Being a new Dad has given me a lot to think about, but you probably already knew that. Like in this picture perhaps. I used to just put on a jacket and go outside, now….. I make a hundred decisions before I go out the door. “Stroller or carrier? Is she warm enough, can she breathe, is she still breathing, do we have the diaper bag, are there actually diapers in the diaper bag, how long will we be gone, wait where are we going?”. Those are my immediate concerns, but what about the future? What about long term?
What about in 30 years when my daughter is my age? (insert nervous gulp here)
Will we be driving electric cars, using more efficient transport, running on solar power, and making our first landing on Mars? Or will we be struggling with dwindling resources, dying ecosystems, extracting every last ounce of oil, and stuck in mass gridlock. Will we have tackled the issues of inequality and our reliance on infinite growth? How many animals will have gone extinct or will have been brought back (I vote for Mammoth before Velociraptor)? Will genetic resequencing solve disease or will modified organisms result in ecosystem contamination? Where are we going?
Sometimes we don’t stop to see how we are doing, as individuals, a country, and society. I’m pleased to say our society is making progress and we’re doing some good things for the environment.
Water Use in Canada:
The graph above shows a 27% reduction, with most of that occurring since 2006. (That 2011 data is unfortunately the most recent, hopefully we’ll get new government data soon.)
People are often upset by water meters but the fact is they reduce water consumption. My home town in BC used to have a water crisis nearly every year, the reservoirs would be drained and our lawns would be green. Water meters came in and that just doesn’t happen anymore. There’s an old adage, that you can’t manage what you don’t measure. Below is a comparison of water use when Canadians have meters and when we don’t. It’s skewed a bit by NS, but in ON we still see a 30% reduction.
Electricity Use in Canada
How about our electricity use? Are we producing our electricity with low impact? Ontario shut down their coal plants, and Alberta has a plan in place to do the same. I’d say that’s great progress. Canadian electricity is actually pretty good too, from a carbon intensity perspective, even compared to the OECD countries. This is mostly because of significant nuclear and hydro power, though solar and wind are helping with new power generation. That said we’re still a long way to catch Norway, Sweden, France, or Brazil.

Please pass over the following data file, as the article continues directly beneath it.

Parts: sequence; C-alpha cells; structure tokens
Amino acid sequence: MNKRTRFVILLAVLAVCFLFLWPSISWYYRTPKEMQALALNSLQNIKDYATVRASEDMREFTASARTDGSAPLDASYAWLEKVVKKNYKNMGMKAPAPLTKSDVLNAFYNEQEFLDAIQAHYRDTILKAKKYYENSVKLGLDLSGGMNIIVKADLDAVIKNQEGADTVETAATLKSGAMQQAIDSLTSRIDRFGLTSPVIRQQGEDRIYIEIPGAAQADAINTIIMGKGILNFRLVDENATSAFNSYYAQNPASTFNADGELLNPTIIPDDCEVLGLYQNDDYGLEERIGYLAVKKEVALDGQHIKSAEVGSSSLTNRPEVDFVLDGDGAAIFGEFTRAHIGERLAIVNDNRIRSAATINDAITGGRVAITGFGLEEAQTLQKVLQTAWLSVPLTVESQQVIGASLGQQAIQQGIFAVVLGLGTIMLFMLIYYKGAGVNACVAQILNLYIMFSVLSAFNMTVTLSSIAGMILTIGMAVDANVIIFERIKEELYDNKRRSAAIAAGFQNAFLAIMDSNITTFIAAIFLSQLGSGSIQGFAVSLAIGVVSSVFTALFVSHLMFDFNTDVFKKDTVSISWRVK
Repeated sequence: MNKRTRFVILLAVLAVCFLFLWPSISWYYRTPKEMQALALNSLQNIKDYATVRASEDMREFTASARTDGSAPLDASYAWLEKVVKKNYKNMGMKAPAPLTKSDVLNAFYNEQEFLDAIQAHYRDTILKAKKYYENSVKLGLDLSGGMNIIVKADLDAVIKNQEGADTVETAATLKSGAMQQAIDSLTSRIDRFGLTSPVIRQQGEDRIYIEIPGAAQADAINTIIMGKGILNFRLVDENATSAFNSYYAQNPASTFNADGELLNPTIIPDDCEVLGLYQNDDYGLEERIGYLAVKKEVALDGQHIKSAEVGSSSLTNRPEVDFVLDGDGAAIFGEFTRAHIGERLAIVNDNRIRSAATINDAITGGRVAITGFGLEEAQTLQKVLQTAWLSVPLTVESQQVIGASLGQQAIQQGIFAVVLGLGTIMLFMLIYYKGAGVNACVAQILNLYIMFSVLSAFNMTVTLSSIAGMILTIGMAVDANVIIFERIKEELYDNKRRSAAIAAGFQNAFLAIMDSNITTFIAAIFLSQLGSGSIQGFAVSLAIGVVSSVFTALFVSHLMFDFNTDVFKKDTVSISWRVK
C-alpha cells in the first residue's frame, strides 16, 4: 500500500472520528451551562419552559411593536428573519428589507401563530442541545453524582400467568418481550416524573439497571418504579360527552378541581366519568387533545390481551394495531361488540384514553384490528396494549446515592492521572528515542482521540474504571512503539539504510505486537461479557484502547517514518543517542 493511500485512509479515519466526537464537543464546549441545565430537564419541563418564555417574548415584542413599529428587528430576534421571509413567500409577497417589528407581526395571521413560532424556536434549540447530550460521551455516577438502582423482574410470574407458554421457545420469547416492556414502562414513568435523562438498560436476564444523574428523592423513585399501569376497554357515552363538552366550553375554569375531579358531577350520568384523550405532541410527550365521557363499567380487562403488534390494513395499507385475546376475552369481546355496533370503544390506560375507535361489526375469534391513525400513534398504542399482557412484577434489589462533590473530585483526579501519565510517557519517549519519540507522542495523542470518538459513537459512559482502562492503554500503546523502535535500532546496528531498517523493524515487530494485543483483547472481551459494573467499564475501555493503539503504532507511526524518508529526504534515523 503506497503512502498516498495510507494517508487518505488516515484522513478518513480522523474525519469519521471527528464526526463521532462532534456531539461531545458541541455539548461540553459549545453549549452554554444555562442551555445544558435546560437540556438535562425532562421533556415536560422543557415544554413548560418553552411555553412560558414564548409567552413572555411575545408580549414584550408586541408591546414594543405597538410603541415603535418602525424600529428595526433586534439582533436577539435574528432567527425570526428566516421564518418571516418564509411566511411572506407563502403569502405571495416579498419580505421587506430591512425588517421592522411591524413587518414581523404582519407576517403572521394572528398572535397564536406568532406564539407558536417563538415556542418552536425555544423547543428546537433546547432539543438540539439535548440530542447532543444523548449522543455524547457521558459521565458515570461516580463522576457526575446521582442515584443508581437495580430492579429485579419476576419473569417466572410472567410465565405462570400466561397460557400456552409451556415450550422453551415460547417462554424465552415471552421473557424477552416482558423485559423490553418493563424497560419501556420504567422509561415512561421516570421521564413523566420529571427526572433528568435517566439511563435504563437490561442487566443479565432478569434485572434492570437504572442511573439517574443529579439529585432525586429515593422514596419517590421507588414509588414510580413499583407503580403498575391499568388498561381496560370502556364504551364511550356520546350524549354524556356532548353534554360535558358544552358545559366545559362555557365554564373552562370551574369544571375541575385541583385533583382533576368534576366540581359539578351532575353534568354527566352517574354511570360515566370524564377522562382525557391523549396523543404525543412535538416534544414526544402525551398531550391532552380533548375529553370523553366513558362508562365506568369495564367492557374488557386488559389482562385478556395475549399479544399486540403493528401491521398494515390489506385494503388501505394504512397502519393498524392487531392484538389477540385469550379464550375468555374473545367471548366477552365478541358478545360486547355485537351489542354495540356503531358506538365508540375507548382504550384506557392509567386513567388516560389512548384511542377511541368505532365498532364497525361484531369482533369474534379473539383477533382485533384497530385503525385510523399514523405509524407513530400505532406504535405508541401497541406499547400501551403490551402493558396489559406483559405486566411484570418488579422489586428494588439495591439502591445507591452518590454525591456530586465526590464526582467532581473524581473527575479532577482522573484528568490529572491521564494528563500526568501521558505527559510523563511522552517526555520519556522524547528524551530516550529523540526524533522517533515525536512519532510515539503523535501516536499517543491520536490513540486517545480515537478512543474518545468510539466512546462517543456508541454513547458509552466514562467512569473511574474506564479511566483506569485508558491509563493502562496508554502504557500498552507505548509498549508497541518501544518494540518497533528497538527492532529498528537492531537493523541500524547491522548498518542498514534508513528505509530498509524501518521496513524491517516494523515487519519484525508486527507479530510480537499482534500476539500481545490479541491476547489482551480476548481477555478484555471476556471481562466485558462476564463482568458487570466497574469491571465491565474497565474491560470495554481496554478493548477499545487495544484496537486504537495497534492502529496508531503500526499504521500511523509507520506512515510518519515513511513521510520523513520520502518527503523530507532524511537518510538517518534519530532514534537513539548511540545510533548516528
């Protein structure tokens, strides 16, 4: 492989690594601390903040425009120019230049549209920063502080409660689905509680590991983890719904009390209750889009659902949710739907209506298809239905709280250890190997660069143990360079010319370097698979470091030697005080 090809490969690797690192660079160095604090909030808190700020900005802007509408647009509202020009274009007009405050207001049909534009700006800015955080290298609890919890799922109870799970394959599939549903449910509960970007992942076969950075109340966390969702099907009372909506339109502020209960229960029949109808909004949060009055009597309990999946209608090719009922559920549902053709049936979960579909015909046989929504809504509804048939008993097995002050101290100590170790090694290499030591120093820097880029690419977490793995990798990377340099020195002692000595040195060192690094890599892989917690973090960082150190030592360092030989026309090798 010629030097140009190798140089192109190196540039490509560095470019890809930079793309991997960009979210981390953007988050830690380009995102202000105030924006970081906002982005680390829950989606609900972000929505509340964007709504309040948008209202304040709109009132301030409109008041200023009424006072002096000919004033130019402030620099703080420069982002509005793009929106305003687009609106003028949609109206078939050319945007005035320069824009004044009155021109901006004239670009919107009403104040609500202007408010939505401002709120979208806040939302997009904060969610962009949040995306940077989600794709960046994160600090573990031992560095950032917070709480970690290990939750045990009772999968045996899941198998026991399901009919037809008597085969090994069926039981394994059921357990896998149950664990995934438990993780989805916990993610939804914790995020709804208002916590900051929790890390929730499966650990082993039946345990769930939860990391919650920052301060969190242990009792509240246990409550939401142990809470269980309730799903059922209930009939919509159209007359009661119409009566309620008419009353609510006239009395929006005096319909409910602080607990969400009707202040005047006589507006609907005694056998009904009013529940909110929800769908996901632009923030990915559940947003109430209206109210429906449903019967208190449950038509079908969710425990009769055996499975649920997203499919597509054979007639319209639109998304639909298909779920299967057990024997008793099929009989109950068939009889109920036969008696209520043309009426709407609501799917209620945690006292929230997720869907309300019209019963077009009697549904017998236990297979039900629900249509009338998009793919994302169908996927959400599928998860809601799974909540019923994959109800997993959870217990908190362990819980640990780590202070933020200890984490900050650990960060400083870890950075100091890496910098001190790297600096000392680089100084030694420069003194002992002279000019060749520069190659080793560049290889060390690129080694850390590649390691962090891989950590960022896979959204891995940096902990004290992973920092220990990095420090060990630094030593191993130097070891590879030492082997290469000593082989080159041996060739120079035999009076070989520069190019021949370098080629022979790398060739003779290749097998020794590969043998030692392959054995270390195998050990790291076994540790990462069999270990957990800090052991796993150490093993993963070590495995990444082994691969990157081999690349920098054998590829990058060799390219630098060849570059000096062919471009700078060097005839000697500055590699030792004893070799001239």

Those numbers make me feel pretty good. Until I look at how much electricity we use. Turns out we use more electricity in our homes than any other country. That’s not very good. In 30 years will we be the same? Looking locally shows hope for the future. In 2013 Toronto Hydro identified 93.6 MW and 135.5 GWH of electricity savings as part of their energy efficiency programs. That’s equivalent to about 12,000 homes.
In Canada over 10,000 electric cars have been sold since 2011. That’s growing every year and it’s being supported by incentives (recently increased for Ontario). Unfortunately they only have a 0.27% market share. Norway by contrast sells 13 electric cars out of every 100 new cars sold (i.e. 13%+ market share).
What about new vehicles? Efficiency has increased from 24.3 mpg in 1980 to 34.6 mpg in 2014. Electric cars will result in even less CO2, in Canada a gas powered vehicle would need to have around 80mpg to be equivalent, in Ontario it would be even better. It’s also easier to control emissions at one central source instead of in every single vehicle.
Solar and Wind
World renewable energy is growing, fast. In 2014 53% of all new electricity production was from Solar and Wind. Overall the world reached 548 GW of total solar and wind installed at the end of 2014, with 91 of those GW added in that year alone.
In Ontario we’ve seen renewables increase to nearly 10% of the total capacity installed. Solar has been increasing every year across the world.
Our choices may seem small, like how we get to work, when we recycle or throw something out, when we turn off lights, when we select products made sustainably and don’t purchase the others, when we reuse something old, when we chose that more efficient car, that shirt made in Canada, or that local organic potato. When we support more renewable energy production, when we choose to that low irrigation landscape, or that low flow shower head. Sometimes these things make economic sense today and sometimes they are just the right thing to do for the future. All of our choices add up and contribute to the larger whole, a progression to some future state. Our little choices resulting in big future changes. Hopefully it’s to a society that we can leave better for its future little occupants.
Now where is that diaper bag?…